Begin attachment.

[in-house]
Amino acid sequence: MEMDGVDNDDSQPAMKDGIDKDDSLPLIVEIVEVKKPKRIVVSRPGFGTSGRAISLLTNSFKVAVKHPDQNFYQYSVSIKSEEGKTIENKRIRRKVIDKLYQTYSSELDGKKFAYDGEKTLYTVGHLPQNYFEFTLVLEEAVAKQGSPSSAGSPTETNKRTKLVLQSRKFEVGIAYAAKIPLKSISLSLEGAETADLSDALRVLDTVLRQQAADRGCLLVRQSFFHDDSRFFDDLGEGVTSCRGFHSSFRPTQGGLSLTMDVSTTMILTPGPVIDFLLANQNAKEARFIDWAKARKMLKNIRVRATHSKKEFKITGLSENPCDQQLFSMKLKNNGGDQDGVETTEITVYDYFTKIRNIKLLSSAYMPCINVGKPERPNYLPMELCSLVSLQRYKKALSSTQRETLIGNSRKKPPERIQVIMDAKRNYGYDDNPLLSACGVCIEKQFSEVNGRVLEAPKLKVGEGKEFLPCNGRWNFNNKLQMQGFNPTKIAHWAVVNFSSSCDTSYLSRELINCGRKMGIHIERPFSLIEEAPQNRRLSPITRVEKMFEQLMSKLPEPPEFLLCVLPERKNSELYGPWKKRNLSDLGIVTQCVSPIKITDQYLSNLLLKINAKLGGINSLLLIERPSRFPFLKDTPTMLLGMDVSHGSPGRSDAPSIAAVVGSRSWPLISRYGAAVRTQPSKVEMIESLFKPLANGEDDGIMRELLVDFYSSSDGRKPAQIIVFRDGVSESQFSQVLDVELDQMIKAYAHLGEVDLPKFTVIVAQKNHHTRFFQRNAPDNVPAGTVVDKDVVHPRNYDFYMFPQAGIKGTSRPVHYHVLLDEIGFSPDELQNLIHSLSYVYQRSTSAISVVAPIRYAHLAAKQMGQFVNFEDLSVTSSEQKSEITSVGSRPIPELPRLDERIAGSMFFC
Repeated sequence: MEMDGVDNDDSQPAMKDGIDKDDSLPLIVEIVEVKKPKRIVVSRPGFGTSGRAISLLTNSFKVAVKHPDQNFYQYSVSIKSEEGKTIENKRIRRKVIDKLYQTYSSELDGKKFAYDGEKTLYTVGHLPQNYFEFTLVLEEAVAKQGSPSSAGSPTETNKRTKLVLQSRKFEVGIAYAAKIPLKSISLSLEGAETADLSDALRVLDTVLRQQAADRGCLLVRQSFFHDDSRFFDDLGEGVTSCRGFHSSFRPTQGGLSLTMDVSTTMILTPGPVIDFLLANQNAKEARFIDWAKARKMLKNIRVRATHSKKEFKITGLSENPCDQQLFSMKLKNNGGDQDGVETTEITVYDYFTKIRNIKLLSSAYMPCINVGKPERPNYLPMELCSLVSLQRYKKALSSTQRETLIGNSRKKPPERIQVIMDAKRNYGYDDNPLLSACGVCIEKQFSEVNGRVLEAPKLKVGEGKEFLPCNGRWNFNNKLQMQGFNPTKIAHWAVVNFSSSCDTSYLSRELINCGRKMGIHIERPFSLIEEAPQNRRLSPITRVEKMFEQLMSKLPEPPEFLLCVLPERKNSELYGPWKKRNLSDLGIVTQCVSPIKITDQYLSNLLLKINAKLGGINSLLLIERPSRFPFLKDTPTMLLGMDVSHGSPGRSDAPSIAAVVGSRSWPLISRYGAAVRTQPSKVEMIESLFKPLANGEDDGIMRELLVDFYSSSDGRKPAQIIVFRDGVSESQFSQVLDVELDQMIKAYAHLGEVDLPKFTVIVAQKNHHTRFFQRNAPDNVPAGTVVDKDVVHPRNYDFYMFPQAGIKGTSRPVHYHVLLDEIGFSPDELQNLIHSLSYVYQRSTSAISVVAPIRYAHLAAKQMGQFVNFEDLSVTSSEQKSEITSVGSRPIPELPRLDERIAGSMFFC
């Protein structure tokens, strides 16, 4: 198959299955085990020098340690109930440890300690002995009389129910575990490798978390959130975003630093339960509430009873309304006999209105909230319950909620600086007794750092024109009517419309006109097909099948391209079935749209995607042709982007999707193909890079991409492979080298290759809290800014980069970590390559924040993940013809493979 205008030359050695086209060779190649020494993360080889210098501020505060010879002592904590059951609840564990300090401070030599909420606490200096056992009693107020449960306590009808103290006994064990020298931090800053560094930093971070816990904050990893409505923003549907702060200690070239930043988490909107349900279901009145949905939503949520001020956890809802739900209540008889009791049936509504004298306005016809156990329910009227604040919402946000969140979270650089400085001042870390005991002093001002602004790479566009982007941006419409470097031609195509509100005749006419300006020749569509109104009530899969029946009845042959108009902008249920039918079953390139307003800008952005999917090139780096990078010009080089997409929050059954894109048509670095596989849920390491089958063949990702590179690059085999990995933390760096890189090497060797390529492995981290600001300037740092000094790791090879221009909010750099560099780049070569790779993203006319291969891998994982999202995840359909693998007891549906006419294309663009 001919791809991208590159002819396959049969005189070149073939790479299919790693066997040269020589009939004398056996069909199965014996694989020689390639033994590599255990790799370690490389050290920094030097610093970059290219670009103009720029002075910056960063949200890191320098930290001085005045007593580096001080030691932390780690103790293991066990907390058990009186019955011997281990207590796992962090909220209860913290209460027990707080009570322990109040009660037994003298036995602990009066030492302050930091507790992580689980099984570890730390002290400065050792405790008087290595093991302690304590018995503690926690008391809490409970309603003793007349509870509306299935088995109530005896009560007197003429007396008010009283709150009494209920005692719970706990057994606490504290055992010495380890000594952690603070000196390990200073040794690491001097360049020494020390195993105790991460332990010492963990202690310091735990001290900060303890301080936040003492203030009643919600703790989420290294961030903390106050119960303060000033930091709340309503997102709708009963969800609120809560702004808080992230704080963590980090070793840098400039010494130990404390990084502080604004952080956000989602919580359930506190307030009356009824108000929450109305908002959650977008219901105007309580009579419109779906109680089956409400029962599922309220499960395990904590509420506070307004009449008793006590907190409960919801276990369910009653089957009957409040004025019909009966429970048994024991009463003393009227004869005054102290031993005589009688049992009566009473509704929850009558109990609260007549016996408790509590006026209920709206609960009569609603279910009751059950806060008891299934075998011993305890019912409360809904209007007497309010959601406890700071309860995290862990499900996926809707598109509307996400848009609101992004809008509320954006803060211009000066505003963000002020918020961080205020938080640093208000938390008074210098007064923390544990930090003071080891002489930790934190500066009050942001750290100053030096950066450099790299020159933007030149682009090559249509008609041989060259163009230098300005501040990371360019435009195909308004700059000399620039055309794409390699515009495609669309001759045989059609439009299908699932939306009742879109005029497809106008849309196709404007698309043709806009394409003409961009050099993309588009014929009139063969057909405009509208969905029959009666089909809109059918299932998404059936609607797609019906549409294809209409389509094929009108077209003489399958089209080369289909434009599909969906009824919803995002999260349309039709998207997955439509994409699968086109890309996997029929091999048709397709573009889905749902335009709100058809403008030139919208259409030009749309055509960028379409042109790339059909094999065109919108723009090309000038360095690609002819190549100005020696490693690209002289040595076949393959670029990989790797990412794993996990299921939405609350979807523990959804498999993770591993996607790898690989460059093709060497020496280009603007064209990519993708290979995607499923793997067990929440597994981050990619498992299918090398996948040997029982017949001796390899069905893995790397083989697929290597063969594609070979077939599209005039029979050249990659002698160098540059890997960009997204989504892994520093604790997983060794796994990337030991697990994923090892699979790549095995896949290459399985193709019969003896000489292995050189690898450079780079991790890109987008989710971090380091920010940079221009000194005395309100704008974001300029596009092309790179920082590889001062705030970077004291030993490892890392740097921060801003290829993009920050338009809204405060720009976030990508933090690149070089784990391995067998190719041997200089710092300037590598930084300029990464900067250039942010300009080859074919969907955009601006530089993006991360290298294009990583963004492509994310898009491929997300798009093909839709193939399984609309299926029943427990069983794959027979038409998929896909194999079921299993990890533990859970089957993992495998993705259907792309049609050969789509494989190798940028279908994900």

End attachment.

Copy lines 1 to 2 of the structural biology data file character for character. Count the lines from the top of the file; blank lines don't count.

[in-house]
Amino acid sequence: MEMDGVDNDDSQPAMKDGIDKDDSLPLIVEIVEVKKPKRIVVSRPGFGTSGRAISLLTNSFKVAVKHPDQNFYQYSVSIKSEEGKTIENKRIRRKVIDKLYQTYSSELDGKKFAYDGEKTLYTVGHLPQNYFEFTLVLEEAVAKQGSPSSAGSPTETNKRTKLVLQSRKFEVGIAYAAKIPLKSISLSLEGAETADLSDALRVLDTVLRQQAADRGCLLVRQSFFHDDSRFFDDLGEGVTSCRGFHSSFRPTQGGLSLTMDVSTTMILTPGPVIDFLLANQNAKEARFIDWAKARKMLKNIRVRATHSKKEFKITGLSENPCDQQLFSMKLKNNGGDQDGVETTEITVYDYFTKIRNIKLLSSAYMPCINVGKPERPNYLPMELCSLVSLQRYKKALSSTQRETLIGNSRKKPPERIQVIMDAKRNYGYDDNPLLSACGVCIEKQFSEVNGRVLEAPKLKVGEGKEFLPCNGRWNFNNKLQMQGFNPTKIAHWAVVNFSSSCDTSYLSRELINCGRKMGIHIERPFSLIEEAPQNRRLSPITRVEKMFEQLMSKLPEPPEFLLCVLPERKNSELYGPWKKRNLSDLGIVTQCVSPIKITDQYLSNLLLKINAKLGGINSLLLIERPSRFPFLKDTPTMLLGMDVSHGSPGRSDAPSIAAVVGSRSWPLISRYGAAVRTQPSKVEMIESLFKPLANGEDDGIMRELLVDFYSSSDGRKPAQIIVFRDGVSESQFSQVLDVELDQMIKAYAHLGEVDLPKFTVIVAQKNHHTRFFQRNAPDNVPAGTVVDKDVVHPRNYDFYMFPQAGIKGTSRPVHYHVLLDEIGFSPDELQNLIHSLSYVYQRSTSAISVVAPIRYAHLAAKQMGQFVNFEDLSVTSSEQKSEITSVGSRPIPELPRLDERIAGSMFFC